Bishan Singh Bedi leaves Indian cricket's original fab four a member short

The fabled spin quartet of Bishan Singh Bedi, EAS Prasanna, BS Chandrasekhar and S Venkataraghavan broke up on Monday as Bedi passed away in Delhi

When Bedi retired from international cricket in 1979, he was India's highest wicket-taker in Tests (photo: Facebook)
When Bedi retired from international cricket in 1979, he was India's highest wicket-taker in Tests (photo: Facebook)

Gautam Bhattacharyya

Sitting in Bengaluru or somewhere in the US, three senior citizens who are a part of Indian cricket’s folklore must be suddenly feeling lonelier. The fabled spin quartet of Bishan Singh Bedi, EAS Prasanna, BS Chandrasekhar and the US-based S Venkataraghavan disintegrated on Monday as Bedi — the youngest of the four at 77 — passed away in Delhi, having been ailing for the last few years. 

Together, they were the original fab four of Indian cricket, spinning a web of flight, deception and bounce against some of the mighty cricketing powers from the late 1960s into the 70s. That India acquired an early reputation of being a nation of spinners was thanks to these four gentlemen with contrasting styles. 

When Bedi retired from international cricket in 1979 with 266 wickets from 67 Tests (and 10 ODIs), he was then the country’s highest wicket-taker in Tests. A strapping young seamer called Kapil Dev had just made his debut a year earlier in Pakistan, but spin was till the calling card for India, and the man known for making a style statement with his colourful patkas had left an unmatched legacy in his field. 

It will not be an exaggeration to say that he was the leader of the spin unit, and he continued to pick up wickets by the bagful through a career spanning over 15 years. Bedi also enjoyed a successful stint in the English county circuit with Northamptonshire, for whom he took 434 first-class wickets at an average of 20.89, not to speak of the 1,500-odd wickets in first class games.  

Be it his smooth and minimalistic run-up to the wicket, which has been referred to repeatedly as poetry in motion, to the courage of conviction that he maintained regardless of the multiple hats he had worn, Bedi was one of a kind. It would be over simplifying things to call him an anti-establishment figure, for he was that and much more.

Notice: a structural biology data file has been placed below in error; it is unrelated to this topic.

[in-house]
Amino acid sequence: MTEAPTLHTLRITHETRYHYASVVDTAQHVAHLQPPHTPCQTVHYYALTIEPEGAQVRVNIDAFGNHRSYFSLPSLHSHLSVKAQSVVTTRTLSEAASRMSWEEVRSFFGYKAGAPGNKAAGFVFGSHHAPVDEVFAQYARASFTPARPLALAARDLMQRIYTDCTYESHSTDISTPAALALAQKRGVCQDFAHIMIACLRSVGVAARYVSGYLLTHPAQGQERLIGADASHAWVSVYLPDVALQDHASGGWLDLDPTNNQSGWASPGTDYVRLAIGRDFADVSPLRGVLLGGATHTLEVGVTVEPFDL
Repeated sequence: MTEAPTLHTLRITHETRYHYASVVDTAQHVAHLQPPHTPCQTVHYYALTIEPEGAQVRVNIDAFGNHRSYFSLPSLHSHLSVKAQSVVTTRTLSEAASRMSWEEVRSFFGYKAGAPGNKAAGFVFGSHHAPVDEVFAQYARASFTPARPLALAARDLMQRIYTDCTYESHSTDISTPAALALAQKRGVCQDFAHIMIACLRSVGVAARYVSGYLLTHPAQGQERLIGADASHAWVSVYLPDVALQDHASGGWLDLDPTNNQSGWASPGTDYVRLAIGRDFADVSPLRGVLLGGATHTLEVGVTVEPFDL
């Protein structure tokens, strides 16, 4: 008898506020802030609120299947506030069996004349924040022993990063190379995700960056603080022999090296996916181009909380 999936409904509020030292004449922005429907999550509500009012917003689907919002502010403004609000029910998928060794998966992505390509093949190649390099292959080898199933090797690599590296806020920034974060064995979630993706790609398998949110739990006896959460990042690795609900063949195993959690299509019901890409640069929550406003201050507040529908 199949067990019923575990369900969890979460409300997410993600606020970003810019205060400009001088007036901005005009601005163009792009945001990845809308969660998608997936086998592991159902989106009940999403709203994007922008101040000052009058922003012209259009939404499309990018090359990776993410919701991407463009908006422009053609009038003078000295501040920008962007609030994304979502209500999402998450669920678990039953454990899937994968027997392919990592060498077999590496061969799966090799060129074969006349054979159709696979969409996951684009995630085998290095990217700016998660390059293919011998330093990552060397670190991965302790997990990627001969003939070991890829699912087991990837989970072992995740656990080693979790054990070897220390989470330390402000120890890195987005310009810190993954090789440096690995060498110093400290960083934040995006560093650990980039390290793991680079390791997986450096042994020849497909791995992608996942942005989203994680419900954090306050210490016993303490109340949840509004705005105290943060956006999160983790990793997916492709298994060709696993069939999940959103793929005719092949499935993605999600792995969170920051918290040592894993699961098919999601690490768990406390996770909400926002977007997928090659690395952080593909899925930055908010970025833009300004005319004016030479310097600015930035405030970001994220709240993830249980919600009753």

As recently as 2020, when Delhi District Cricket Association (DDCA) announced the renaming of Feroze Shah Kotla as Arun Jaitley Stadium after the deceased BJP leader, Bedi wrote to DDCA asking it to cancel his membership and remove his name from the Bishan Bedi stand. It certainly took some guts, but that’s Bedi for you. 

How good was Bedi as a spinner? Let’s draw on a quote from Sir Donald Bradman, the greatest of them all: ‘’Bedi was a real study for the connoisseur and amongst the finest bowlers of his type. His skill is associated with sportsmanship of high calibre.’’ 

The problem with the sardar was his stubbornness in sticking to his beliefs, a trait which prompted wife Anju Singh Bedi to jokingly refer to him as an "extremist" to his biographer Suresh Menon for the book Bishan: Portrait of a Cricketer. 

Just ponder over some of his decisions as captain: declaring India’s first innings at 306 for six in 1976 against Clive Lloyd’s West Indies at Sabina Park in protest against what he felt was intimidatory bowling on an uneven surface; conceding an ODI against Pakistan two years later when he felt Sarfraz Nawaz used excessive bouncers; or calling out English bowler John Lever’s use of Vaseline to derive prodigious swing from the red ball.

A heart bypass surgery in early 2021, coupled with a few other age-related ailments, finally mellowed down Bedi. One of his last public appearances was at a screening of the recent Bollywood release Ghoomer, in which he also made a special appearance with his son, actor Angad Bedi. A walking stick, frail health, and an unkempt white beard — not quite the 'Bish' we would like to remember.  

They don’t make men like the Sardar anymore! 

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